She smirks from the side of coffee mugs, tee shirts, post cards, and books around the world.
The lazy among us would say the Tony Awards because—tee hee—gays love musical theater and Patti LuPone and jazz hands and UGH.
By that time, his arms were so tired from three full swings a hole that he could hardly knock the ball off the tee.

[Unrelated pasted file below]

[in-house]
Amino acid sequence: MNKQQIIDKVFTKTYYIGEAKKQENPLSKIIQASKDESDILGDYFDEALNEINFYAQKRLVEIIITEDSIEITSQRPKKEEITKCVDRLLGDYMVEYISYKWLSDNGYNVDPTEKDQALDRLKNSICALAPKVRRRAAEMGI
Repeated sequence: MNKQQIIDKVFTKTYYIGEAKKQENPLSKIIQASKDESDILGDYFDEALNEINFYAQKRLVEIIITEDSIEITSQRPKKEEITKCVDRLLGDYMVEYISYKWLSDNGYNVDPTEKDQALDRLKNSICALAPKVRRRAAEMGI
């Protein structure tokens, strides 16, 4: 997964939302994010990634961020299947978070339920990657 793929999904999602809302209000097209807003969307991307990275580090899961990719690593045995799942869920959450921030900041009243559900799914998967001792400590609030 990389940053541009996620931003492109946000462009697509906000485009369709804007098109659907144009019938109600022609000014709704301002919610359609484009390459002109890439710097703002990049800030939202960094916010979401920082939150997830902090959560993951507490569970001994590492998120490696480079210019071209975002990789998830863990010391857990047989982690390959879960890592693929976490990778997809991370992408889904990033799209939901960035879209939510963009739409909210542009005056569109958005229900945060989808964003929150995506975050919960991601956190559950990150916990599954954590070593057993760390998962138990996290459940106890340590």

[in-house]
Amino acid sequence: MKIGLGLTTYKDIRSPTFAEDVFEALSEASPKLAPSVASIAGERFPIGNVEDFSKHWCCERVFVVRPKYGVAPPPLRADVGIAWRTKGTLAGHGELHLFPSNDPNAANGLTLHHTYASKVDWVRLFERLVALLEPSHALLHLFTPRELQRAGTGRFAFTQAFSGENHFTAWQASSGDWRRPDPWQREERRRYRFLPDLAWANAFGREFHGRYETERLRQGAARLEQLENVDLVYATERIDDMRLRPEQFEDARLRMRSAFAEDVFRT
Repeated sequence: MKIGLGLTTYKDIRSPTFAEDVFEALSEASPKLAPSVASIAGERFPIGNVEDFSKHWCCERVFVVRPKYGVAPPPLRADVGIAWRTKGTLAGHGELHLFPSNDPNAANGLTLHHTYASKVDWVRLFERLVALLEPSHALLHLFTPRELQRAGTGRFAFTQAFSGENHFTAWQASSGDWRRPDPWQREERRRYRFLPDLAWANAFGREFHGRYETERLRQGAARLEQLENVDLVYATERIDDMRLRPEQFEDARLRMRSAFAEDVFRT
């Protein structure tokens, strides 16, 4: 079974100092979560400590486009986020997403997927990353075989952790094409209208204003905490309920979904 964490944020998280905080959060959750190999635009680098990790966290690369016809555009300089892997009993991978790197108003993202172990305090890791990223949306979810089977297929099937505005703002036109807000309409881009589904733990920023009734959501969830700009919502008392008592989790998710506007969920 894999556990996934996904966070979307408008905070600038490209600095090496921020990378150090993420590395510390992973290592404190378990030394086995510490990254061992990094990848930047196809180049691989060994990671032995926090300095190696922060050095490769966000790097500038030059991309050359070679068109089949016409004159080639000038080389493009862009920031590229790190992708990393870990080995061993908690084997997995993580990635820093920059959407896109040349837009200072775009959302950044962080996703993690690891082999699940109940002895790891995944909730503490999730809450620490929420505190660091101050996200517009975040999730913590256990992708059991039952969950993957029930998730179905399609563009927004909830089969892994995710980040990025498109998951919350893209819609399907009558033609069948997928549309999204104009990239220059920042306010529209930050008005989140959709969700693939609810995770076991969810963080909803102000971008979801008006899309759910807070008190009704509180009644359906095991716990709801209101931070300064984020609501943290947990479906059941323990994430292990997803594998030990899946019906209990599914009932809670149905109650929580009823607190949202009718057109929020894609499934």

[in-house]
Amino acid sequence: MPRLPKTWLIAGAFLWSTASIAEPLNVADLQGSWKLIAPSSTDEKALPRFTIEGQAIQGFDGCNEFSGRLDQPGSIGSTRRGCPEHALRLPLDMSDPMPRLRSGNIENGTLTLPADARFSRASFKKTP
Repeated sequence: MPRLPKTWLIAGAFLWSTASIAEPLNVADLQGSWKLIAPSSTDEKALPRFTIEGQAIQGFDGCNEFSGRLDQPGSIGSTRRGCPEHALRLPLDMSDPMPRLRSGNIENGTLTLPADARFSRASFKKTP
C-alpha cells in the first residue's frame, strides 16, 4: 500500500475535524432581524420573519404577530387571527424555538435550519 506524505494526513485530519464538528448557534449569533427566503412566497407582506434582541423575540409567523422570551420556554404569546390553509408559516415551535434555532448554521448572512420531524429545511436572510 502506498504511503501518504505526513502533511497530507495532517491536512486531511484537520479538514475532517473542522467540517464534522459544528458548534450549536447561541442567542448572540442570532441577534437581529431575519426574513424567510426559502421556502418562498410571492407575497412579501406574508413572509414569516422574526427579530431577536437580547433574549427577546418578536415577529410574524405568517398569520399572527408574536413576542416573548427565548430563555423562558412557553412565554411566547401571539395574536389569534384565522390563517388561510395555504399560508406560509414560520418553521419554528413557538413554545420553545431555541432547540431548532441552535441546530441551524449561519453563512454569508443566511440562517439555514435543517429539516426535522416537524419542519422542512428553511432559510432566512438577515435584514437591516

in golf, 1721, back-formation from teaz (1673), taken as a plural; a Scottish word of uncertain origin. The original form was a little heap of sand. The verb meaning "place a ball on a golf tee" is recorded from 1673; figurative sense of "to make ready" (usually with up) is recorded from 1938. Teed off in the figurative sense of "angry, annoyed" is first recorded 1953, probably as a euphemism for p(iss)ed off.